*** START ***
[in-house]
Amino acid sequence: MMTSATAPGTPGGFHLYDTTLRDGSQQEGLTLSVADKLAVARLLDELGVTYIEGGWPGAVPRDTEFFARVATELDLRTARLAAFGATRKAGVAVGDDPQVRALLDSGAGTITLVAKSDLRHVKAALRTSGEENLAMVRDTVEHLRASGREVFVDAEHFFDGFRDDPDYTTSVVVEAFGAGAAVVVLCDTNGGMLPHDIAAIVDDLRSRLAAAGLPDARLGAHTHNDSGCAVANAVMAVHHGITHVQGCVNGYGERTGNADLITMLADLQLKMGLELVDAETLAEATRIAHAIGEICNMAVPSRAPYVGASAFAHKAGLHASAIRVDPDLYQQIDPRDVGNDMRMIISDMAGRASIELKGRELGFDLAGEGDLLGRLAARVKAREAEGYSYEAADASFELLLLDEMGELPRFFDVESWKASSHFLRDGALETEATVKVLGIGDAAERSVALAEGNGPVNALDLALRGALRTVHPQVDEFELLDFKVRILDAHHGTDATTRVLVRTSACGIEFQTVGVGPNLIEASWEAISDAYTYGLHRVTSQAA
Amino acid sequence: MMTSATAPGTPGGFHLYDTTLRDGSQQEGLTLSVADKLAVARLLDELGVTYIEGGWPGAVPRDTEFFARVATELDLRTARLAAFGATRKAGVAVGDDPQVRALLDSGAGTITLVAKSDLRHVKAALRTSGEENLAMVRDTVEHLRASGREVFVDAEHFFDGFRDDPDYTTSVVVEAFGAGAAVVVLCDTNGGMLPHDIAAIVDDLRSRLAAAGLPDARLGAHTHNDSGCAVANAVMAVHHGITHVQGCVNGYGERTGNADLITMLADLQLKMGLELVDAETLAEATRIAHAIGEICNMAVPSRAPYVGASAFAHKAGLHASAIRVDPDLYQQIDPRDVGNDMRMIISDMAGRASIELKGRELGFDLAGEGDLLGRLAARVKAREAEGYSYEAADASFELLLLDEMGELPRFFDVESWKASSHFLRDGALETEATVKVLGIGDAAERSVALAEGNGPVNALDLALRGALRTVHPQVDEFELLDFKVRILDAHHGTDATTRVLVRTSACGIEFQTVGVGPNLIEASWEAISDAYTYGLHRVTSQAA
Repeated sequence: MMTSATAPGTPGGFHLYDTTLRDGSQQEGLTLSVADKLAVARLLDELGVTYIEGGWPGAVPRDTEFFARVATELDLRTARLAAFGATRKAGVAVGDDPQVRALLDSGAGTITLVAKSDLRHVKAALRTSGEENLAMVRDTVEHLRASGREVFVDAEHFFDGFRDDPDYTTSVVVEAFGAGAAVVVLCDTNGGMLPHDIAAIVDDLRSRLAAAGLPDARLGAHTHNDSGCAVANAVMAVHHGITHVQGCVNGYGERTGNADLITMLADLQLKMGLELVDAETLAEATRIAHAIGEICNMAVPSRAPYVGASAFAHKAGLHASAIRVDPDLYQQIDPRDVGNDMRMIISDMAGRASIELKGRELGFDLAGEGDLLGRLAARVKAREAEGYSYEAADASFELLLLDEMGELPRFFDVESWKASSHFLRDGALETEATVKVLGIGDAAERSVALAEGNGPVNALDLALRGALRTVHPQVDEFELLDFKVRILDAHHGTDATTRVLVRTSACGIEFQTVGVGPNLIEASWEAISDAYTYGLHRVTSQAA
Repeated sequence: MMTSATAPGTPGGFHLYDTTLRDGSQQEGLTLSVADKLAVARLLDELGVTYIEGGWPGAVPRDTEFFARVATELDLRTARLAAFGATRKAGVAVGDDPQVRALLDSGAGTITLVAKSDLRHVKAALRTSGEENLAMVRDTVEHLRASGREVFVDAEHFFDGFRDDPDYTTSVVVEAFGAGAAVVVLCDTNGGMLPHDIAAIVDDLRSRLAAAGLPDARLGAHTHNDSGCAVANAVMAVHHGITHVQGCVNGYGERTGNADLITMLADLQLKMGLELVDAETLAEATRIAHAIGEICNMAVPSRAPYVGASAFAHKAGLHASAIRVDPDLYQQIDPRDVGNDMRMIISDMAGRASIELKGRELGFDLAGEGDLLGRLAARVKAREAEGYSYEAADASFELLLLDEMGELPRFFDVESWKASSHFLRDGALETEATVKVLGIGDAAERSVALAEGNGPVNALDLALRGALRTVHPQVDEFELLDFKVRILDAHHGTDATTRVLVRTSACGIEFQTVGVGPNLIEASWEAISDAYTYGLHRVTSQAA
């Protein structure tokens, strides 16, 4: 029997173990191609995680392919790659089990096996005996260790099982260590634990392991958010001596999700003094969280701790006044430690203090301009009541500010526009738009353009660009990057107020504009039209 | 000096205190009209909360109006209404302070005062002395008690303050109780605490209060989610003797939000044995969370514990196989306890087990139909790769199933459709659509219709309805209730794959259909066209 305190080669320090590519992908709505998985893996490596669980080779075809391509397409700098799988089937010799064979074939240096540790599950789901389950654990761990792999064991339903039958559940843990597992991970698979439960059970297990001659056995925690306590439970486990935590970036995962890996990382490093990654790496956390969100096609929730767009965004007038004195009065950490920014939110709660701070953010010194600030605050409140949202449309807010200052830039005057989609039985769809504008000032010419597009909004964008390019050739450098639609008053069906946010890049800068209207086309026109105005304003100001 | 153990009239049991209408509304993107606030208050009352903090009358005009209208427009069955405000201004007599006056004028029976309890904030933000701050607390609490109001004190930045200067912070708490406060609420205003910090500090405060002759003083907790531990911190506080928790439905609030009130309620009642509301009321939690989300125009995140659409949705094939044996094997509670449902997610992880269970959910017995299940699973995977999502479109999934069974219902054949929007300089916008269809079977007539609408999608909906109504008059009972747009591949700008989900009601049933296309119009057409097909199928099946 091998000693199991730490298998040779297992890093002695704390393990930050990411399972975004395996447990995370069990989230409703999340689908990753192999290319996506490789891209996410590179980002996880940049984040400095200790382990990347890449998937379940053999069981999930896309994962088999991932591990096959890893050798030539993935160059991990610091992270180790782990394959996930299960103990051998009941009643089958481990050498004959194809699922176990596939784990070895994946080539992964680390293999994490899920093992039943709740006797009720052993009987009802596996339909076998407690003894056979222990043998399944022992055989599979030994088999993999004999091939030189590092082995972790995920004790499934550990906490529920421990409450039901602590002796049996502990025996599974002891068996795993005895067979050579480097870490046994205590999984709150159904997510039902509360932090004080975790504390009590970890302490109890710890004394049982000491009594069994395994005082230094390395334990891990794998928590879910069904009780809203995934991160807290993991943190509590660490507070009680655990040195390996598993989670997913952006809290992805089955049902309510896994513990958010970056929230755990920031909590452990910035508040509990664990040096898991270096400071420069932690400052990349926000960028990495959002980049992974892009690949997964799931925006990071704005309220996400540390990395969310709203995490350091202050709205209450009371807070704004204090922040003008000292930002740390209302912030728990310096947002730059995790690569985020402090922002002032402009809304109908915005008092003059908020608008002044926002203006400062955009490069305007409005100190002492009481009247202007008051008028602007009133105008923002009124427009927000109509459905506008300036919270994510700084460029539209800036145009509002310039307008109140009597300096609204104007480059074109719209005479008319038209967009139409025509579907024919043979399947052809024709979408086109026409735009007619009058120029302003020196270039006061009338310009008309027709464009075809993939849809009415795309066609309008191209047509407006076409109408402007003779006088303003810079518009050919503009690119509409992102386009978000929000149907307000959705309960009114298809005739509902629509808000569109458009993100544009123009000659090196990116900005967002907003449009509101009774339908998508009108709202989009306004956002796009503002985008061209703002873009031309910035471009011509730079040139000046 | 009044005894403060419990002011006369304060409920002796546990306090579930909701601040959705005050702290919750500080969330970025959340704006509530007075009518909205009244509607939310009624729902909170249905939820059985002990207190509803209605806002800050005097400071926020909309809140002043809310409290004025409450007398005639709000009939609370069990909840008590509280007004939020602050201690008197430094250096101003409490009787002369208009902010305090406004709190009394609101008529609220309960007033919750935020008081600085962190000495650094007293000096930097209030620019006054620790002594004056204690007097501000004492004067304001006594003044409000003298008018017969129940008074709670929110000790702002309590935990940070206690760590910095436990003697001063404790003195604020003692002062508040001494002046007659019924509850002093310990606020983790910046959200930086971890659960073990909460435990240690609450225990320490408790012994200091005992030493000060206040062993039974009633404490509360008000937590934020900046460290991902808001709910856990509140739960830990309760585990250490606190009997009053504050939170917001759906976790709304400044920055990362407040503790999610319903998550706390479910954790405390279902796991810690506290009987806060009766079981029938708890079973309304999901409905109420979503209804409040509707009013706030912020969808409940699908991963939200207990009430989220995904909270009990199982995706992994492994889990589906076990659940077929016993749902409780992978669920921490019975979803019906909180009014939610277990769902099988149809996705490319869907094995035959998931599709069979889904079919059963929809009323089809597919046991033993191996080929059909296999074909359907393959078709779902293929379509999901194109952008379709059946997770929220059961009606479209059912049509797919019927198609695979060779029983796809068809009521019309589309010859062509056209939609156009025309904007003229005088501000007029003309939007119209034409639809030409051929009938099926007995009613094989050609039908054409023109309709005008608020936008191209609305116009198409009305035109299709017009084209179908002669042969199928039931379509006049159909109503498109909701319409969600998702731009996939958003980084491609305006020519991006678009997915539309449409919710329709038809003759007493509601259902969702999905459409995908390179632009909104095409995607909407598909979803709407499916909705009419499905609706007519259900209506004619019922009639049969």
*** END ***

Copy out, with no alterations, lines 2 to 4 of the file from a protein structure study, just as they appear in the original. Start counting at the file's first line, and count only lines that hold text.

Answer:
Amino acid sequence: MMTSATAPGTPGGFHLYDTTLRDGSQQEGLTLSVADKLAVARLLDELGVTYIEGGWPGAVPRDTEFFARVATELDLRTARLAAFGATRKAGVAVGDDPQVRALLDSGAGTITLVAKSDLRHVKAALRTSGEENLAMVRDTVEHLRASGREVFVDAEHFFDGFRDDPDYTTSVVVEAFGAGAAVVVLCDTNGGMLPHDIAAIVDDLRSRLAAAGLPDARLGAHTHNDSGCAVANAVMAVHHGITHVQGCVNGYGERTGNADLITMLADLQLKMGLELVDAETLAEATRIAHAIGEICNMAVPSRAPYVGASAFAHKAGLHASAIRVDPDLYQQIDPRDVGNDMRMIISDMAGRASIELKGRELGFDLAGEGDLLGRLAARVKAREAEGYSYEAADASFELLLLDEMGELPRFFDVESWKASSHFLRDGALETEATVKVLGIGDAAERSVALAEGNGPVNALDLALRGALRTVHPQVDEFELLDFKVRILDAHHGTDATTRVLVRTSACGIEFQTVGVGPNLIEASWEAISDAYTYGLHRVTSQAA
Amino acid sequence: MMTSATAPGTPGGFHLYDTTLRDGSQQEGLTLSVADKLAVARLLDELGVTYIEGGWPGAVPRDTEFFARVATELDLRTARLAAFGATRKAGVAVGDDPQVRALLDSGAGTITLVAKSDLRHVKAALRTSGEENLAMVRDTVEHLRASGREVFVDAEHFFDGFRDDPDYTTSVVVEAFGAGAAVVVLCDTNGGMLPHDIAAIVDDLRSRLAAAGLPDARLGAHTHNDSGCAVANAVMAVHHGITHVQGCVNGYGERTGNADLITMLADLQLKMGLELVDAETLAEATRIAHAIGEICNMAVPSRAPYVGASAFAHKAGLHASAIRVDPDLYQQIDPRDVGNDMRMIISDMAGRASIELKGRELGFDLAGEGDLLGRLAARVKAREAEGYSYEAADASFELLLLDEMGELPRFFDVESWKASSHFLRDGALETEATVKVLGIGDAAERSVALAEGNGPVNALDLALRGALRTVHPQVDEFELLDFKVRILDAHHGTDATTRVLVRTSACGIEFQTVGVGPNLIEASWEAISDAYTYGLHRVTSQAA
Repeated sequence: MMTSATAPGTPGGFHLYDTTLRDGSQQEGLTLSVADKLAVARLLDELGVTYIEGGWPGAVPRDTEFFARVATELDLRTARLAAFGATRKAGVAVGDDPQVRALLDSGAGTITLVAKSDLRHVKAALRTSGEENLAMVRDTVEHLRASGREVFVDAEHFFDGFRDDPDYTTSVVVEAFGAGAAVVVLCDTNGGMLPHDIAAIVDDLRSRLAAAGLPDARLGAHTHNDSGCAVANAVMAVHHGITHVQGCVNGYGERTGNADLITMLADLQLKMGLELVDAETLAEATRIAHAIGEICNMAVPSRAPYVGASAFAHKAGLHASAIRVDPDLYQQIDPRDVGNDMRMIISDMAGRASIELKGRELGFDLAGEGDLLGRLAARVKAREAEGYSYEAADASFELLLLDEMGELPRFFDVESWKASSHFLRDGALETEATVKVLGIGDAAERSVALAEGNGPVNALDLALRGALRTVHPQVDEFELLDFKVRILDAHHGTDATTRVLVRTSACGIEFQTVGVGPNLIEASWEAISDAYTYGLHRVTSQAA